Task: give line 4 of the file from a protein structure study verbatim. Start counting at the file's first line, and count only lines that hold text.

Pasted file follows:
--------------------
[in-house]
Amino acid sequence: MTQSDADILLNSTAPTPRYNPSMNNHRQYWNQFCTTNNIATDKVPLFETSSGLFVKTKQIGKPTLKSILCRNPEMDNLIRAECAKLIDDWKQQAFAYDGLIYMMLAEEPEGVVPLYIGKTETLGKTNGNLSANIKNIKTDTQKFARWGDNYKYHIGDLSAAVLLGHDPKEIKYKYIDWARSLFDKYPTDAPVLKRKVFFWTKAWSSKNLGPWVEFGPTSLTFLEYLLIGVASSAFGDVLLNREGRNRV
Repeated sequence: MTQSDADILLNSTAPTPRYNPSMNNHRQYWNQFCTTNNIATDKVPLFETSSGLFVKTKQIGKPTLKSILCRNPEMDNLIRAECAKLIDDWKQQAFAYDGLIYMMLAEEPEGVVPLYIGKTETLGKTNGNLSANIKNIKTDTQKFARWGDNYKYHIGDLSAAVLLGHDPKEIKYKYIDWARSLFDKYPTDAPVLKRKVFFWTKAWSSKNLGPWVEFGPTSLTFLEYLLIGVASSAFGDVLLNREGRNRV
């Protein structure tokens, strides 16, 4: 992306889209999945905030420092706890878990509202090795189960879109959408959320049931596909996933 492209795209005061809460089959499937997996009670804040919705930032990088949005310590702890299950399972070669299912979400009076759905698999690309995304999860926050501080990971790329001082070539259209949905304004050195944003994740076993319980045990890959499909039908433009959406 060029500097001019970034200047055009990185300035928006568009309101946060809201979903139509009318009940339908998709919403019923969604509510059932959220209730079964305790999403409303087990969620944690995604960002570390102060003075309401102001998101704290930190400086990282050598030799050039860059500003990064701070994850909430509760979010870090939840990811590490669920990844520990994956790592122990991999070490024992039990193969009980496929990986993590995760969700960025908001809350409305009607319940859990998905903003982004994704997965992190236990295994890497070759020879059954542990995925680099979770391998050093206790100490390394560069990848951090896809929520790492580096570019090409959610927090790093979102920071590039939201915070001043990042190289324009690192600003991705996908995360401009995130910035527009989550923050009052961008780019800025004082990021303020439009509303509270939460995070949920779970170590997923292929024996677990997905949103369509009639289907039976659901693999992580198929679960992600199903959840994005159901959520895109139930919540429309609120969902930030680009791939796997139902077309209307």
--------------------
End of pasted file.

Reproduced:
């Protein structure tokens, strides 16, 4: 992306889209999945905030420092706890878990509202090795189960879109959408959320049931596909996933 492209795209005061809460089959499937997996009670804040919705930032990088949005310590702890299950399972070669299912979400009076759905698999690309995304999860926050501080990971790329001082070539259209949905304004050195944003994740076993319980045990890959499909039908433009959406 060029500097001019970034200047055009990185300035928006568009309101946060809201979903139509009318009940339908998709919403019923969604509510059932959220209730079964305790999403409303087990969620944690995604960002570390102060003075309401102001998101704290930190400086990282050598030799050039860059500003990064701070994850909430509760979010870090939840990811590490669920990844520990994956790592122990991999070490024992039990193969009980496929990986993590995760969700960025908001809350409305009607319940859990998905903003982004994704997965992190236990295994890497070759020879059954542990995925680099979770391998050093206790100490390394560069990848951090896809929520790492580096570019090409959610927090790093979102920071590039939201915070001043990042190289324009690192600003991705996908995360401009995130910035527009989550923050009052961008780019800025004082990021303020439009509303509270939460995070949920779970170590997923292929024996677990997905949103369509009639289907039976659901693999992580198929679960992600199903959840994005159901959520895109139930919540429309609120969902930030680009791939796997139902077309209307």